• Coverage of disclosure systems. Generally, it is good practice to start at the top and ensure compliance before expanding coverage to progressively include more officials as political will and resources develop.[7] Most disclosure regimes include the top tiers of the executive, legislative, judiciary and civil service as these positions enjoy high discretionary powers when allocating public money. An alternative approach is to require officials in high-risk postings, such as procurement, tax and customs officers, to disclose their income and assets regardless of seniority.[8] There is an ongoing discussion about whether the members of an official's household should also be included in disclosure regimes, but most experts concur that a family's financial affairs are so closely entwined that any separation is artificial and excluding them from disclosure makes evading detection relatively straightforward.[9]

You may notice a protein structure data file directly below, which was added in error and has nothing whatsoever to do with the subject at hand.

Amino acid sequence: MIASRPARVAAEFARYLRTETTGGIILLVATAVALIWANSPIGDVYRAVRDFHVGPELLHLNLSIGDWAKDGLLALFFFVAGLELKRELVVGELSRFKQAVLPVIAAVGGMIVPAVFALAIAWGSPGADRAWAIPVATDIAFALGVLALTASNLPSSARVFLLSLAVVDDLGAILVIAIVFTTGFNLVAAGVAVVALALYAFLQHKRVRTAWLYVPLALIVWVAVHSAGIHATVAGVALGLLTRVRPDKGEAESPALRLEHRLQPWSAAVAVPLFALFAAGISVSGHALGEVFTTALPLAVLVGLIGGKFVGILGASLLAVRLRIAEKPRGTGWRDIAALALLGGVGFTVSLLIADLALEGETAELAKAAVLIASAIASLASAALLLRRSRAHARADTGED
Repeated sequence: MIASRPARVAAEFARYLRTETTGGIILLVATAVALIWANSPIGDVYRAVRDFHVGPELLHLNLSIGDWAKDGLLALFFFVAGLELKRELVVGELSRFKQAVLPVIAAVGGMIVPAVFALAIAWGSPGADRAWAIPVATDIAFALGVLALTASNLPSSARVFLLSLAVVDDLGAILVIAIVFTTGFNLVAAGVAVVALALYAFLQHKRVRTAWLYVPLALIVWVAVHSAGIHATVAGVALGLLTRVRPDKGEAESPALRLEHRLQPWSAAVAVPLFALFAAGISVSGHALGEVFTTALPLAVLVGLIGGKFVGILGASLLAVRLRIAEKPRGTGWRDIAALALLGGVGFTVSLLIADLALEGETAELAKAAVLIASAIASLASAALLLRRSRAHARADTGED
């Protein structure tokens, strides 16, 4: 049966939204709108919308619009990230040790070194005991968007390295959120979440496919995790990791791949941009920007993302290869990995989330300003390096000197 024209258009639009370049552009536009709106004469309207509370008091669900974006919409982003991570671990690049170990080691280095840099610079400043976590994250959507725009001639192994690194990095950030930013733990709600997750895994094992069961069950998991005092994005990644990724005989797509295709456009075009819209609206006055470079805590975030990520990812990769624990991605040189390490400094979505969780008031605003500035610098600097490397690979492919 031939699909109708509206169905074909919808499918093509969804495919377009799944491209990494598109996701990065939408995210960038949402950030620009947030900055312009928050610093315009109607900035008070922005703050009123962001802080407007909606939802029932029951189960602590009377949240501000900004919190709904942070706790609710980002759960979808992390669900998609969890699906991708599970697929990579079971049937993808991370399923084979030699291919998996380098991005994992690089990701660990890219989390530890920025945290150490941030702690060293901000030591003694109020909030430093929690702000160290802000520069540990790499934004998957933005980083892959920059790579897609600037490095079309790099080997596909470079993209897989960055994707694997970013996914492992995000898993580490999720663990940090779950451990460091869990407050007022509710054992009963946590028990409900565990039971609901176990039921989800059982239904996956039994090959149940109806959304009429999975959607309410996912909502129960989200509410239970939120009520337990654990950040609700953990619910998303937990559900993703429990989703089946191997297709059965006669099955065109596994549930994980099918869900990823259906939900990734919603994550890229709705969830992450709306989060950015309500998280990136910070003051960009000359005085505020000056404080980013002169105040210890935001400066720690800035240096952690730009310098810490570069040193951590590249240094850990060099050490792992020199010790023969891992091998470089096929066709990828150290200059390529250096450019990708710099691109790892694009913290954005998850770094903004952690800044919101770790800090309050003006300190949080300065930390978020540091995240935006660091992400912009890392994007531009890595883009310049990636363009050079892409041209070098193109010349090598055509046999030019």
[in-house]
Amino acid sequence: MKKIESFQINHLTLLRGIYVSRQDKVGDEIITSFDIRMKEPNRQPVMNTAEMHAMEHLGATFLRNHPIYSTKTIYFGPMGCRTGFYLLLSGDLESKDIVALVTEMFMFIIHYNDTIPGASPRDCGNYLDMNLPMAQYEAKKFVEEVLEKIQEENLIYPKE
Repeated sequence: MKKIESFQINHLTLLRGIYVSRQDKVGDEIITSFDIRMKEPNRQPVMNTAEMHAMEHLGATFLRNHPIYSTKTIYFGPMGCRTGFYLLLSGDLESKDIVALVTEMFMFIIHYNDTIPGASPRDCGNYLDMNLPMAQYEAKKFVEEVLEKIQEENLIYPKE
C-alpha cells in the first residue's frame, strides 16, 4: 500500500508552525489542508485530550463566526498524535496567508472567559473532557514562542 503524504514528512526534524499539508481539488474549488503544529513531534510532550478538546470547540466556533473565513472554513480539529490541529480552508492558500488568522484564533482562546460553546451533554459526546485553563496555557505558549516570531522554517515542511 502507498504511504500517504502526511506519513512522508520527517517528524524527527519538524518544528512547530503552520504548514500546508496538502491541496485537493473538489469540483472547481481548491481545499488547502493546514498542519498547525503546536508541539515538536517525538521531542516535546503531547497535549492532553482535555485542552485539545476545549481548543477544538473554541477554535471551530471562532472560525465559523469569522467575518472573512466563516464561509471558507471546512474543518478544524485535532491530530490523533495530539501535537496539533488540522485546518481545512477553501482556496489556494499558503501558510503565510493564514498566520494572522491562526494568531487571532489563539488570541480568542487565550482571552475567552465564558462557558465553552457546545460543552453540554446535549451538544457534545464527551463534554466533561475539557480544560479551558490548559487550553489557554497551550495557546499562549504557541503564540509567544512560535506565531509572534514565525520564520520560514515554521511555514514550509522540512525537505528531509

• Types of information to be included. Disclosure declarations should include both assets (homes, valuables, financial portfolios and liabilities) and other sources of employment (directorships and consultancies, for example). They should also cover gifts and sponsorship deals above an appropriate threshold as well as potential conflicts of interest (unpaid advisory roles, participation in NGOs, membership of trade unions or business organisations). In order to not overwhelm capacity at an early stage of reform, disclosure could be sequenced so that officials are first required to declare income and assets, and obligations to also declare business activities and pre-employment activities can be gradually introduced. While some disclosure regimes permit disclosure to be made within ranges of value, ideally financial disclosure records exact monetary value of all listed items.[10]
  • Frequency of filing. Disclosure systems either require declaration on entering and leaving office, when there is a significant change in an official's net worth, or periodically. Annual declarations are the most effective, as they familiarise all officials with the system and allow for accurate comparisons over time in office.